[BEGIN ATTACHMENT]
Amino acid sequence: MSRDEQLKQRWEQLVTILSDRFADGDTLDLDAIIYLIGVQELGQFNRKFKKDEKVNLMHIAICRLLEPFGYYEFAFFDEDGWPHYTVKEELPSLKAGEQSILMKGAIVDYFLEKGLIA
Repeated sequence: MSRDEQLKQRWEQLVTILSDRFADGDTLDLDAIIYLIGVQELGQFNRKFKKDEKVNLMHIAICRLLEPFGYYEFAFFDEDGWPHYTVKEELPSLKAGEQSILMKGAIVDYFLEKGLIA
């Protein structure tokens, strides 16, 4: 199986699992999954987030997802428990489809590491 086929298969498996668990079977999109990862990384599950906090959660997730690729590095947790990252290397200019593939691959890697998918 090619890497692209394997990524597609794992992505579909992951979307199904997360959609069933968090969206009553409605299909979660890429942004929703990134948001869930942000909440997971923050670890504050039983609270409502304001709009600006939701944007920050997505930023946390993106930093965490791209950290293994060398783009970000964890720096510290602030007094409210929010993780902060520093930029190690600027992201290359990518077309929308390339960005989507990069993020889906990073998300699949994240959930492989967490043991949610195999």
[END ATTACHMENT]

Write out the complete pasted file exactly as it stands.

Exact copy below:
Amino acid sequence: MSRDEQLKQRWEQLVTILSDRFADGDTLDLDAIIYLIGVQELGQFNRKFKKDEKVNLMHIAICRLLEPFGYYEFAFFDEDGWPHYTVKEELPSLKAGEQSILMKGAIVDYFLEKGLIA
Repeated sequence: MSRDEQLKQRWEQLVTILSDRFADGDTLDLDAIIYLIGVQELGQFNRKFKKDEKVNLMHIAICRLLEPFGYYEFAFFDEDGWPHYTVKEELPSLKAGEQSILMKGAIVDYFLEKGLIA
């Protein structure tokens, strides 16, 4: 199986699992999954987030997802428990489809590491 086929298969498996668990079977999109990862990384599950906090959660997730690729590095947790990252290397200019593939691959890697998918 090619890497692209394997990524597609794992992505579909992951979307199904997360959609069933968090969206009553409605299909979660890429942004929703990134948001869930942000909440997971923050670890504050039983609270409502304001709009600006939701944007920050997505930023946390993106930093965490791209950290293994060398783009970000964890720096510290602030007094409210929010993780902060520093930029190690600027992201290359990518077309929308390339960005989507990069993020889906990073998300699949994240959930492989967490043991949610195999």